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. Last Updated: 07/27/2016

Collector Protectors Safeguard Taxman and Till

Tax-dodging in Russia these days is by no means a simple question of "cooking the books."


According to the Moscow tax police, measures now used to dissuade inspectors from delving too deeply into company accounts increasingly include threats of firebombing, physical injury and child-abductions.


The task of dealing with such terror tactics falls on the shoulders of the tax police's own security service, the sluzhba sobstvennoi bezopasnosti or SSB, founded parallel to the tax police in 1992.


In the first nine months of 1996, the SSB dealt with 25 cases of extreme intimidation of members of Moscow's 1,700-strong tax police force, while over the whole of 1995 there were 27 cases. These included the murder of one tax employee, clearly linked to his work.


Avoiding strong-arm tactics where possible, the unit is more methodical than physical in its approach. "This is what we prefer to use in our work," SSB chief Igor Morozov told journalists Thursday, tapping his temple conspiratorially.


Largely made up of specialists drawn from the federal security and counter-intelligence services, the SSB's undisclosed number of operatives try to pinpoint possible sources of danger before tax employees carry out inspections.


When difficulties are anticipated, specially armed and trained squads from the tax police's "Physical Defense Unit" are deployed.


But despite the increasing need for safety measures, the SSB is as deprived of financing as the rest of the tax service, regardless of the importance of its work to the federal budget and to tax collection requirements set by the government and, recently, the IMF.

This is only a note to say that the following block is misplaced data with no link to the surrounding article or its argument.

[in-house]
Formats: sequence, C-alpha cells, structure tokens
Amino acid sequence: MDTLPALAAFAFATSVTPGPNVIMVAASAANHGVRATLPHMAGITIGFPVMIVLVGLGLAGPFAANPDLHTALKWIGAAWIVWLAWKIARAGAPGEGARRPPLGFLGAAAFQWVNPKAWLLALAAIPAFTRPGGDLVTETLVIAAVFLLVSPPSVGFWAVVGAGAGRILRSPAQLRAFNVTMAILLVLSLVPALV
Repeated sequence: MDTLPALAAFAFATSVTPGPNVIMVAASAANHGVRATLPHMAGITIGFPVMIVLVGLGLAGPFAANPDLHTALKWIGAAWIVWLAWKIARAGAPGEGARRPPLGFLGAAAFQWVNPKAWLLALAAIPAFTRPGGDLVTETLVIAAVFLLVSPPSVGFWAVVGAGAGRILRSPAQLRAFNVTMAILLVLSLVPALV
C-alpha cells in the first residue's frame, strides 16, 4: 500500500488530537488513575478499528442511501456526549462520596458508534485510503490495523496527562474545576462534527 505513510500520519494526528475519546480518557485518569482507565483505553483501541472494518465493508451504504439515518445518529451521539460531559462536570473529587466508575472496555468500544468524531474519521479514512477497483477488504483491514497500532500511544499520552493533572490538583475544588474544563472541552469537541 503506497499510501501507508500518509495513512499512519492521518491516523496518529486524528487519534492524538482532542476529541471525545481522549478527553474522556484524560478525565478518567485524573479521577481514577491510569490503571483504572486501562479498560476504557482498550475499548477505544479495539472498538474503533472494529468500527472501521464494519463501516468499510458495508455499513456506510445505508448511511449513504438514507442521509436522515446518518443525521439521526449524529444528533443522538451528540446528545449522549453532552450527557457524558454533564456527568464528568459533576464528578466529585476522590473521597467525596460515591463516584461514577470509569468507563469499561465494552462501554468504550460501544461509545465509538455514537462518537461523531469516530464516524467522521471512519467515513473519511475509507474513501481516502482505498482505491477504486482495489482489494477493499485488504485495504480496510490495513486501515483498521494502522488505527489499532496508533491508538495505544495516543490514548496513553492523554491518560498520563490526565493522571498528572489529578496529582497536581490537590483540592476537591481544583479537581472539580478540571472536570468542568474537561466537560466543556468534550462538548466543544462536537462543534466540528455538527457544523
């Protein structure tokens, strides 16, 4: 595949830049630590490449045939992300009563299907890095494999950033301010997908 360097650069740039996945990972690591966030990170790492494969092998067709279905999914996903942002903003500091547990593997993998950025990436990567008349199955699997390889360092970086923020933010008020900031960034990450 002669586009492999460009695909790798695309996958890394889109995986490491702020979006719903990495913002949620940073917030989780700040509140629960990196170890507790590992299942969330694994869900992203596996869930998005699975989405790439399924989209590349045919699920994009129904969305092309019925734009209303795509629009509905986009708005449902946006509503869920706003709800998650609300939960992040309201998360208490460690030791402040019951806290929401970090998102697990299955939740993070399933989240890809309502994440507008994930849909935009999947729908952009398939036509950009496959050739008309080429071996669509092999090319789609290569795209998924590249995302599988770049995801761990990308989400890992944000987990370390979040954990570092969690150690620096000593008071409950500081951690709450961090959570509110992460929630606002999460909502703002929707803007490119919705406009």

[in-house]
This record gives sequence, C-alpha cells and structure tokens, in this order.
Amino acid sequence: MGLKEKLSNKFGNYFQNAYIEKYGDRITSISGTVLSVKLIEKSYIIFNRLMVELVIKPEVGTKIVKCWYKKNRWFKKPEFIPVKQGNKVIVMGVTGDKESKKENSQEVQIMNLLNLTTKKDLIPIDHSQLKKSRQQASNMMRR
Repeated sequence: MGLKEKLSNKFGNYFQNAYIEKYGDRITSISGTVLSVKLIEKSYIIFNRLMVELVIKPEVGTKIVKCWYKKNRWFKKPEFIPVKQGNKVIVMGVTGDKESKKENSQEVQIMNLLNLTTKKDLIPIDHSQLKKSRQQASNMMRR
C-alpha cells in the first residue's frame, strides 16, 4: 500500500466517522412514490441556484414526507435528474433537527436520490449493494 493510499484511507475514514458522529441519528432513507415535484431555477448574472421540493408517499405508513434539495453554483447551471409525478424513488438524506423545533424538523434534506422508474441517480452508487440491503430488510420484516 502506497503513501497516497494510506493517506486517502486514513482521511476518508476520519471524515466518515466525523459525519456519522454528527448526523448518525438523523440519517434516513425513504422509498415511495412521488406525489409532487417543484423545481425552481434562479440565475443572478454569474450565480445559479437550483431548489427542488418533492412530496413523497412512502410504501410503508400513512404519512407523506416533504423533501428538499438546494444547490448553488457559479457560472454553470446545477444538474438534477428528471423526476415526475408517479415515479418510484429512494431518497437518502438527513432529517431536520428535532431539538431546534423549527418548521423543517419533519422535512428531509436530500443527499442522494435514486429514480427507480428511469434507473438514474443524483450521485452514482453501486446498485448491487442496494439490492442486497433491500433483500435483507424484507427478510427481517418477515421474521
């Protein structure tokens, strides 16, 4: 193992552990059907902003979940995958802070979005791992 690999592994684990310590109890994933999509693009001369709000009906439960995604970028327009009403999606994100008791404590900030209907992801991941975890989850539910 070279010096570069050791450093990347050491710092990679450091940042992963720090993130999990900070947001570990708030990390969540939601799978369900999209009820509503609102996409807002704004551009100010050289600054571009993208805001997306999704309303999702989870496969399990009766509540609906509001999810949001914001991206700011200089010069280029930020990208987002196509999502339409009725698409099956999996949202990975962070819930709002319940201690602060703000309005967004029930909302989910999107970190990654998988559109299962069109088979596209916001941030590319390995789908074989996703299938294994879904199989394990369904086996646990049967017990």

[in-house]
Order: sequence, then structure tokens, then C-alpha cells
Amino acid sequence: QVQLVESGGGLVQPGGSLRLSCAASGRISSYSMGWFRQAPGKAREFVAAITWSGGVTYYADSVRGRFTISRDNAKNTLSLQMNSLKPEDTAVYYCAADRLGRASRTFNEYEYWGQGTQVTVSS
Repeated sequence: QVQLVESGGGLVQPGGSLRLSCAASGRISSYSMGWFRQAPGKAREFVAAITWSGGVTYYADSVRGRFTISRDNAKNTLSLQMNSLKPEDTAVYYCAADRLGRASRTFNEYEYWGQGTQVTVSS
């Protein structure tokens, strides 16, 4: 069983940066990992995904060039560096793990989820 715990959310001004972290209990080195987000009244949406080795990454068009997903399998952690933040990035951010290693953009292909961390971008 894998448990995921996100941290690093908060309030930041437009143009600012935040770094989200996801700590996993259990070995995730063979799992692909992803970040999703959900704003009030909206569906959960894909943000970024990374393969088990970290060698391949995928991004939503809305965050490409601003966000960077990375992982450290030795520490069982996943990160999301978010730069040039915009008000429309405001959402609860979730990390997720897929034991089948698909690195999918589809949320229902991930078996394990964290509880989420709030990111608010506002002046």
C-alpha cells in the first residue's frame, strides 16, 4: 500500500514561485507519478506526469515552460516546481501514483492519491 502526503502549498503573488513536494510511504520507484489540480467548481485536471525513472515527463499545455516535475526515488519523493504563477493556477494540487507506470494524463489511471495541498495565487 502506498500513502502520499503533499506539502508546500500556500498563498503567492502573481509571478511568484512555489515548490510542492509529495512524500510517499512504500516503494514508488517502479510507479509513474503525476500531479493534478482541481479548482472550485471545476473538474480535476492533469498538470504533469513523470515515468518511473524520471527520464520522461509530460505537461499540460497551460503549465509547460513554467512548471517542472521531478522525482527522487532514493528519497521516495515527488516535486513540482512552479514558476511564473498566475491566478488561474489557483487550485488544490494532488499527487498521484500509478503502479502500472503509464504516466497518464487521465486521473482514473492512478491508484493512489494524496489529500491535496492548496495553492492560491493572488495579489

"The Interior Ministry law enforcement agencies have existed for 70 years, and they have the premises, equipment and weapons. We've only existed for five and we're still not set up materially," said Alexander Borisov, the tax police public relations officer.


The flip-side of the SSB's work, however, is the investigation of bribery allegations among the ranks of the tax inspectorate and police.


Sometimes these turn out to be unfounded. One example cited by Borisov was a charge of extortion levelled at an officer at one Moscow inspectorate in August of this year. Investigations revealed, however, that the officer's name had been used by the manager of a private company in a bid to wring $300,000 out of another firm in exchange for tax exemptions.


Inevitably some investigations do reveal instances of corruption, where tens of thousands of dollars may be offered for a blind eye to be turned. "Wages are not good and this is a cause of temptation, you understand," Morozov said.


However, Borisov said that with regard to internal investigations there was essentially no animosity among tax employees towards SSB officers.


Morozov pointed out that although discretion is the watchword in this aspect of his unit's work, this in itself presented problems.


"It's obviously important that people are not aware that they are being investigated, but this can be psychologically trying for us at times. You might say hello to someone in the corridor as always, but on that day his dossier may be lying on your desk undergoing investigation."